‘Wars and Rumours of Wars’: Among the Soldiers

  • Peter Rawlings


‘I am grossly ignorant of military matters’, announced James in ‘The British Soldier’, ‘yet…I am always very much struck by the sight of a uniform’ (5). The ‘close-fitting uniform of a soldier’—of ‘clear blue toggery imperfectly and hitchingly donned’ (HJA 456)—appears to have given him the same ‘peculiar feeling’ as that experienced by Jacobus X in the Crossways of Sex (1: 94). His admiration for the Horse Guards in particular suggests a severe case of what was popularly known as ‘scarlet fever’ (Weeks, Sex, Politics, and Society 113).1 ‘I never see two or three of them pass without feeling shorter by several inches’:

When, of a summer afternoon, they scatter themselves abroad in undress uniform—with their tight red jackets and tight blue trousers following the swelling lines of their manly shapes…it is impossible not to be impressed, and almost abashed, by the sight of such a consciousness of neatly-displayed physical advantages. (8)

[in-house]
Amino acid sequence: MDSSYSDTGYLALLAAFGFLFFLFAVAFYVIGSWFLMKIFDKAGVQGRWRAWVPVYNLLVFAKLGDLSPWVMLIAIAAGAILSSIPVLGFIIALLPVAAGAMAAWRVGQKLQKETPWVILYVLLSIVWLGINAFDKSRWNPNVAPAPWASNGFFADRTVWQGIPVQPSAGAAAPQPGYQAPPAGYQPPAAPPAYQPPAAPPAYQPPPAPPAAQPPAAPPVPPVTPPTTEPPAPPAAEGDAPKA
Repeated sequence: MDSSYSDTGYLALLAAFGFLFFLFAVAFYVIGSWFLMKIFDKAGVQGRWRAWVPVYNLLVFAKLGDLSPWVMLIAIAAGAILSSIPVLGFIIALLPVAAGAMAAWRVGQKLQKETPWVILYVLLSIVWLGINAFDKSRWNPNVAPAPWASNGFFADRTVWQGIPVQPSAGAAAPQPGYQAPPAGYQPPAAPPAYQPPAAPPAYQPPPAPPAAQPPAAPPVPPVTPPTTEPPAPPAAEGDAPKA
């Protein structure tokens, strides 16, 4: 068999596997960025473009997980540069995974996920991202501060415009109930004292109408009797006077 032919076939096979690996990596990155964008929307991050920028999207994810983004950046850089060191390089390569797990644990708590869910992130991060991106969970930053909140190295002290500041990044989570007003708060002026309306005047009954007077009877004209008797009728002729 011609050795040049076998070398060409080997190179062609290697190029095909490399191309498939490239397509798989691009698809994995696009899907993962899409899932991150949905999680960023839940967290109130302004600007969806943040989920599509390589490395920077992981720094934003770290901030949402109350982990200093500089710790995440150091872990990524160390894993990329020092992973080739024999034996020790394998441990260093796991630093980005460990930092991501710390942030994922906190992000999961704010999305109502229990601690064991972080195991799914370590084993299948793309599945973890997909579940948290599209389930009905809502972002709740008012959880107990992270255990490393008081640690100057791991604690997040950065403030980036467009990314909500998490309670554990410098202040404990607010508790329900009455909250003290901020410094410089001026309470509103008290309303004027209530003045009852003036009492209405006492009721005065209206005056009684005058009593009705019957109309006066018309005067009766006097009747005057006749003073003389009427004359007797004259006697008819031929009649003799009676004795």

Reflecting further on this ‘heavy-handed picture’, James observes that it is when he is ‘armed and mounted’ that the guardsman is at his most ‘picturesque’, and that on such occasions ‘I am sure to make one of the gamins who stand upon the curbstone to see them pass’ (9).2 Towards the end of ‘The British Soldier’, and its continuous lingering over the tidiness of the soldiers’ ‘accessories’ and the ‘brightness and tightness of uniforms’ (11), the ambivalent delights of soldiering are considered; but James fears that having ‘too many masters’ would weigh ‘heavily against the assured comforts and the opportunity of cutting a figure’. He then recollects


Religious Experience Scarlet Fever Moral Equivalent Wounded Soldier Military Exploit 
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© Peter Rawlings 2005

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  • Peter Rawlings

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